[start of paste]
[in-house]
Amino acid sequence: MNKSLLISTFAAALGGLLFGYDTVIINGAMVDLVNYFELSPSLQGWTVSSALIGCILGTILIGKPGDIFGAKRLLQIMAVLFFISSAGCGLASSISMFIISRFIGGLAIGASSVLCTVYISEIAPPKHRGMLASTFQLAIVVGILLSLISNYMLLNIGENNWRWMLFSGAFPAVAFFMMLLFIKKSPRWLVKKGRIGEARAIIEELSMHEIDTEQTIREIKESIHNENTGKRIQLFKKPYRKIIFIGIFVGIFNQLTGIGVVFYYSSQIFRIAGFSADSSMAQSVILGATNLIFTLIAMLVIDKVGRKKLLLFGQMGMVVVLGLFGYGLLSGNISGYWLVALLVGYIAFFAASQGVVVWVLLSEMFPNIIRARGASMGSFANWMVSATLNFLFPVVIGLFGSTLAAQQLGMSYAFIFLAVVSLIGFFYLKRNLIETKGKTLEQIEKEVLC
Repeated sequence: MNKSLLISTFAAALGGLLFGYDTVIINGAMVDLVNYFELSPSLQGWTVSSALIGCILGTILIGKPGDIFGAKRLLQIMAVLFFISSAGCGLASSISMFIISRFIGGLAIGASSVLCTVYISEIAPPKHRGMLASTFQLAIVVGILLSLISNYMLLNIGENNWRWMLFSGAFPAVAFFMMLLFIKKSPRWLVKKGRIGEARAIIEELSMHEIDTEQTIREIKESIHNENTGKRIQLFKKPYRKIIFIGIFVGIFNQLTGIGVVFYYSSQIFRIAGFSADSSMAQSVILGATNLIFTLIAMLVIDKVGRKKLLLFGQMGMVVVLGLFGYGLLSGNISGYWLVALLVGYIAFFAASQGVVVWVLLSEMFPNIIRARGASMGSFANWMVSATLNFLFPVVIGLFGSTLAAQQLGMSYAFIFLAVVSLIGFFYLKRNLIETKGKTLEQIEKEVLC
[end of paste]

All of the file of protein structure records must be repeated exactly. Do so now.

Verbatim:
[in-house]
Amino acid sequence: MNKSLLISTFAAALGGLLFGYDTVIINGAMVDLVNYFELSPSLQGWTVSSALIGCILGTILIGKPGDIFGAKRLLQIMAVLFFISSAGCGLASSISMFIISRFIGGLAIGASSVLCTVYISEIAPPKHRGMLASTFQLAIVVGILLSLISNYMLLNIGENNWRWMLFSGAFPAVAFFMMLLFIKKSPRWLVKKGRIGEARAIIEELSMHEIDTEQTIREIKESIHNENTGKRIQLFKKPYRKIIFIGIFVGIFNQLTGIGVVFYYSSQIFRIAGFSADSSMAQSVILGATNLIFTLIAMLVIDKVGRKKLLLFGQMGMVVVLGLFGYGLLSGNISGYWLVALLVGYIAFFAASQGVVVWVLLSEMFPNIIRARGASMGSFANWMVSATLNFLFPVVIGLFGSTLAAQQLGMSYAFIFLAVVSLIGFFYLKRNLIETKGKTLEQIEKEVLC
Repeated sequence: MNKSLLISTFAAALGGLLFGYDTVIINGAMVDLVNYFELSPSLQGWTVSSALIGCILGTILIGKPGDIFGAKRLLQIMAVLFFISSAGCGLASSISMFIISRFIGGLAIGASSVLCTVYISEIAPPKHRGMLASTFQLAIVVGILLSLISNYMLLNIGENNWRWMLFSGAFPAVAFFMMLLFIKKSPRWLVKKGRIGEARAIIEELSMHEIDTEQTIREIKESIHNENTGKRIQLFKKPYRKIIFIGIFVGIFNQLTGIGVVFYYSSQIFRIAGFSADSSMAQSVILGATNLIFTLIAMLVIDKVGRKKLLLFGQMGMVVVLGLFGYGLLSGNISGYWLVALLVGYIAFFAASQGVVVWVLLSEMFPNIIRARGASMGSFANWMVSATLNFLFPVVIGLFGSTLAAQQLGMSYAFIFLAVVSLIGFFYLKRNLIETKGKTLEQIEKEVLC